The year otherwise was comparatively more forgiving when it came to natural or manmade disasters. There was the occasional hailstorm, bushfire and gale-winds damage, but Sikkim was thankfully spared any major damage.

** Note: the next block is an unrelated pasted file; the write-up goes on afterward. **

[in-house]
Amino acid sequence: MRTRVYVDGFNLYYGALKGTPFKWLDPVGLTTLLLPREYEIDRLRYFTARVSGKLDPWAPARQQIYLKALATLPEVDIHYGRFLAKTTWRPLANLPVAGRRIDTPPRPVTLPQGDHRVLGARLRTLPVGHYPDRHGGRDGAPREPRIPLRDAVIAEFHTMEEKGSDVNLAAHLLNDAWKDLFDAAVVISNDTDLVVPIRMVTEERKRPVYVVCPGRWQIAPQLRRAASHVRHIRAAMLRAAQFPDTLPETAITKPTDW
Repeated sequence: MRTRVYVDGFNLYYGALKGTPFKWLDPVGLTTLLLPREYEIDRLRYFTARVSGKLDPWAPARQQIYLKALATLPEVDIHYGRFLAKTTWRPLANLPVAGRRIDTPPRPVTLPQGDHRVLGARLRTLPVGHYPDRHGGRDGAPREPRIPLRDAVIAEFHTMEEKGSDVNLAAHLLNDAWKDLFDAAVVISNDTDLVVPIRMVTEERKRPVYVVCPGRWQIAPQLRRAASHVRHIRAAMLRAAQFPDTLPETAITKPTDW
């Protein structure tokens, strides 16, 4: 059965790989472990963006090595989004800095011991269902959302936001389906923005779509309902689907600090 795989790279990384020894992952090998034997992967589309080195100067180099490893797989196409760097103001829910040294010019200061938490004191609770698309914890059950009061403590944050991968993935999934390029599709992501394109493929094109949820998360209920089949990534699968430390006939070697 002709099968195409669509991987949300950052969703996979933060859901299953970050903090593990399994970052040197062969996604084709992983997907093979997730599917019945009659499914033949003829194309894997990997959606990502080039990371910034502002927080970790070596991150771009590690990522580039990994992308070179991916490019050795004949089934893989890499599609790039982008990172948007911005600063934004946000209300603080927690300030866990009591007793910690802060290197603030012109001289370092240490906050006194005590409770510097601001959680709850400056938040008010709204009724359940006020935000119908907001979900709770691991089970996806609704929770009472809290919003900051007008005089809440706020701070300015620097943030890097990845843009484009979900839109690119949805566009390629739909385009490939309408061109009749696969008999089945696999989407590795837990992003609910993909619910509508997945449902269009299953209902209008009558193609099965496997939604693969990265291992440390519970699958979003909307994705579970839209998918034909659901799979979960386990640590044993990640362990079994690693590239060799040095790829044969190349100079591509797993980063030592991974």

SEXUAL ASSAULT OF MINORSThe year was disturbingly bookended by incidents of sexual assault of minors. In January 2014 came news of the rape of four year old baby, and the year ended with the shocking rape of a 12 year old. Both these incidents were reported from Gangtok, and the rest of the year remained a constant reminder of how vulnerable the young are to predators in the State. And the predators came in every form, from neighbours to family friends to even teachers! There was even a weekend in March-end when three cases of sexual assault of minors were reported from different parts of the State. For those who still live in a make-believe world where sexual assault of minors is a crime limited to the ‘big, bad metros’, 2014 delivered a wake-up call. Victims always evoke sympathy. When the victims are minors, children as young as four and 12 years old, it demands introspection. The society needs to look within and confront itself with a query – what is it doing to keep the children safe? Given the depravation of the present times, it would be near impossible to work out a fool-proof mechanism to protect minors, but does that mean that no efforts are made? Those who commit sexual offences against minors are not just morally depraved but are also psychologically handicapped [in the medical sense of the term]. Their assaults are not just driven by a momentary surge of lust, but are also complicated by an obvious psychiatric condition. It is unlikely that the crime they get arrested for, or have been exposed for, is the only offence they have committed. Given how lax Sikkim is on the need to protect its children, it is more than likely that most such perpetrators are serial offenders who have been allowed to prey because “compromises” have been worked out too often. The only protection for children against the assaults of such pedophiles is for Sikkim to make the parents and the children more aware. Sikkim, unfortunately, has always preferred to look at such incidents as aberrations and people who read the news bury their head in the sand believing that this could not happen to them. For the sake of the children, it is required to acknowledge that the danger threatens many more children than Sikkim is willing to admit. Even if it does not, working on a stronger protection mechanism will definitely not be a wasted.